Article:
Wednesday, April 23, 2008

Bashing RDBMS

Please review the following interesting article by Jonathan Holland.

Why Relational Databases end up being the bottleneck

For the appropriate context of this debate, you can review this forum discussion on Joel's web site as just one example.

Stored Proc to avoid frequent builds

As is evident from the title and content of my blog, I'm a database professional. Nevertheless, I try to stay as objective as possible when evaluating this debate. I think you'll agree that my earlier article on J2EE vs RDBMS was as dispassionate and even-handed as possible.

That being said, the author makes an excellent point that's valid on more levels than merely the most direct.

I'll concede that many people strongly object to leveraging the RDBMS based on ignorance. They program poorly, resulting in poor solutions, so they blame the technology that is so darn hard to understand.

Without a good, solid foundation in RDBMS I can certainly understand how every schema you design and all the PL/SQL you hatch-patch together is probably going to compare quite unfavourably to what you designed in your more familiar language.

I'll also concede that getting the necessary foundation in RDBMS to leverage its power and to design superior solutions (depending on the situation) requires a real investment in time and study.

My final concession is that, generally speaking, while slapping something together in .Net or Java with only the basics under your belt isn't likely going to result in an award-winning application, I'd consider it reasonable to expect that it would probably still wind up being superior than something you slapped together in PL/SQL with a similar domain unfamiliarity.

My point? To leverage the power of RDBMS you obviously need developers with good, solid understandings of RDBMS, and they can be very hard to find. On the other hand, if you do as much as possible in Java or .Net not only would it be easier to find experienced developers, but you could probably get away with a higher ratio of less experienced developers. That won't always get you the best end result, but it will save you time and money.

Of course, I'm not advocating avoiding RDBMS simply because it's harder to find experienced specialists. I've seen how quickly people can become very proficient with even advanced RDBMS like Oracle (by reading awesome blogs, for instance). Furthermore, I've seen the vastly superior solutions you can sometimes come up with when designing database applications after having made that investment.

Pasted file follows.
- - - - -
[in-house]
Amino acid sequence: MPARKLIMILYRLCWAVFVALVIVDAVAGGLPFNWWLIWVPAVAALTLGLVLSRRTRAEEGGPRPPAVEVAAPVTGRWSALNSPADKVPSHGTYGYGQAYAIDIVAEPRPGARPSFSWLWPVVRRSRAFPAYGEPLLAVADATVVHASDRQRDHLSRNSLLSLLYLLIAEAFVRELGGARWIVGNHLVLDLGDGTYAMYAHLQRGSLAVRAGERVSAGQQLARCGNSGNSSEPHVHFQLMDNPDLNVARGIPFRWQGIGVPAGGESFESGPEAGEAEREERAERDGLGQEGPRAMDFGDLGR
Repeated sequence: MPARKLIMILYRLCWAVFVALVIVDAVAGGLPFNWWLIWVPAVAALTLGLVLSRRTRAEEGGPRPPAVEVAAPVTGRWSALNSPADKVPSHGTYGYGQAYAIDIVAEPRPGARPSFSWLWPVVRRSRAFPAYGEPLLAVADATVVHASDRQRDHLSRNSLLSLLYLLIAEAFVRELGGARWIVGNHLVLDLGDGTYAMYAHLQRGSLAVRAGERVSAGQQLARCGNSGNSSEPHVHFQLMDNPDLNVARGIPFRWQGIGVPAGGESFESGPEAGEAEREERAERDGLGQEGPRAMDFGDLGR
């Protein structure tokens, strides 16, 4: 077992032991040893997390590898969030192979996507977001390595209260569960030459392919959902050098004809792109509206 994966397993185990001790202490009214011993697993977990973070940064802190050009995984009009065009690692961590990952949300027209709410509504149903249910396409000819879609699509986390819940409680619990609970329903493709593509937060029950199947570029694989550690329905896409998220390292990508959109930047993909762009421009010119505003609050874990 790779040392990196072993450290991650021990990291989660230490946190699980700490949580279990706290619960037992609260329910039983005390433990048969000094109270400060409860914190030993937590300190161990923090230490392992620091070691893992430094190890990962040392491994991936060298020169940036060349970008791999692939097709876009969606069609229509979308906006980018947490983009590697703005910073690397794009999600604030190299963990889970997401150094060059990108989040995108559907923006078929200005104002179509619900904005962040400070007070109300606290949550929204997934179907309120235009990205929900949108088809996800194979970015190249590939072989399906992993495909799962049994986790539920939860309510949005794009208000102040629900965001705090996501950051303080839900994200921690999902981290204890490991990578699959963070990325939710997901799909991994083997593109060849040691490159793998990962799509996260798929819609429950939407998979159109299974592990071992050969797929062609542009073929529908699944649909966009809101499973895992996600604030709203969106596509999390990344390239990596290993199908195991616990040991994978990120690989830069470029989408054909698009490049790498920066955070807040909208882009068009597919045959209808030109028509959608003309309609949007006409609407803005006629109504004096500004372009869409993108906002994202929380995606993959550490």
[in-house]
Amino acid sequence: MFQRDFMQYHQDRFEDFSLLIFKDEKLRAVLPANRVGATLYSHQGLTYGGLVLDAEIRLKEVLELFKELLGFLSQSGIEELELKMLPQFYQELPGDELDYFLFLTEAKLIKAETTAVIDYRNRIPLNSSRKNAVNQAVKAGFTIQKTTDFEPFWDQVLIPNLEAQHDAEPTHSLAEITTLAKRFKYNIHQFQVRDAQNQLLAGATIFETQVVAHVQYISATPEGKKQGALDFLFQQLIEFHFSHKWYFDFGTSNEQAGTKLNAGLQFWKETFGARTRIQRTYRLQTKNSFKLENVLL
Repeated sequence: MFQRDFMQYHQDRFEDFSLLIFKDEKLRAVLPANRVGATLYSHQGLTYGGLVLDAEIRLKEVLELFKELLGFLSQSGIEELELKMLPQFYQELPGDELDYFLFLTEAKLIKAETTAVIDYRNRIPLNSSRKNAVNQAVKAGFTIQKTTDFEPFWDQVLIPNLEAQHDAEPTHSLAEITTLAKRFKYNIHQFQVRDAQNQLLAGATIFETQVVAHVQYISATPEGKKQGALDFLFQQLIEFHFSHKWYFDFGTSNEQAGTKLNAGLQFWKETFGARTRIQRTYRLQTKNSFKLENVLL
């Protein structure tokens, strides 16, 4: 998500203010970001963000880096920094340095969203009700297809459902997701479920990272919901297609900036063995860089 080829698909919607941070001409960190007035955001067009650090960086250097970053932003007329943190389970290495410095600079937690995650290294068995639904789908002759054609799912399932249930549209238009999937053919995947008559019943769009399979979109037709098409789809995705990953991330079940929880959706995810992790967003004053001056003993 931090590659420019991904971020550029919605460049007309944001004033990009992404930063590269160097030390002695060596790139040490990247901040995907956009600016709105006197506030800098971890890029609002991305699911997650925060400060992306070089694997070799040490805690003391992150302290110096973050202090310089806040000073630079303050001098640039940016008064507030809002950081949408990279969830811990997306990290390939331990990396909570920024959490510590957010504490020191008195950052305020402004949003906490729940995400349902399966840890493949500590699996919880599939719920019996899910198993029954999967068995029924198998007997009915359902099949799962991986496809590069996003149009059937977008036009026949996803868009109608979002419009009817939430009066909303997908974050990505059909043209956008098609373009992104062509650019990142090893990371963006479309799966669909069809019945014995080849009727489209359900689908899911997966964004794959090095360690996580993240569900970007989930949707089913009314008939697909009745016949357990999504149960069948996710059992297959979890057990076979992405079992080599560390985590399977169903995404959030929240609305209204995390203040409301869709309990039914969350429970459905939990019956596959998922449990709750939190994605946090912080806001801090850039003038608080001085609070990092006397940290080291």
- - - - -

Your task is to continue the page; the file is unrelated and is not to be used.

So while it is valid to claim that the benefits of a technology don't outweigh the investment required to use it properly, it isn't valid to dismiss a technology as being inferior just because you didn't make that investment.

As always I've enabled comments and I'd love to hear your thoughts on Jonathan Holland's article, the debate on Joel's web site, my response, and any of your feelings on this topic. Thanks in advance.

Good points well made, in both articles.

I had thought that the overall war for the heretical pragmatic use of the database was lost and that there were only a few pockets of resistance left.

But suddenly the tide seems to be turning slightly against ORM, even by seasoned database antipathists.

But is the new party line that you must use SimpleDB / Couch DB / BigTable?

There's a time and place for most approaches - logic-heavy RDBMS, ORM and/or the attribute:value approach of SimpleDB / Couch DB / BigTable.

But, as you say, if you don't have people who know what their doing you're going to struggle, as with anything.

Pragmaticism, people.
Thanks for (indirectly) explaining why wordpress blogs are so slow. I was just assuming proxy server problems. So why did so many Oracle blogs jump on the wordpress bandwagon?

word: ccsnxvnt
2nd word: funne
I would differ in your inference that wordpress blogs are slow. Wordpress is a nicely written application leveraging open source tools. The reason you may feel it is slow because of the plugins that people throw it left and right on the basic install.

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As Nilesh said, may be wordpress is slow bcas of loads of plugins.
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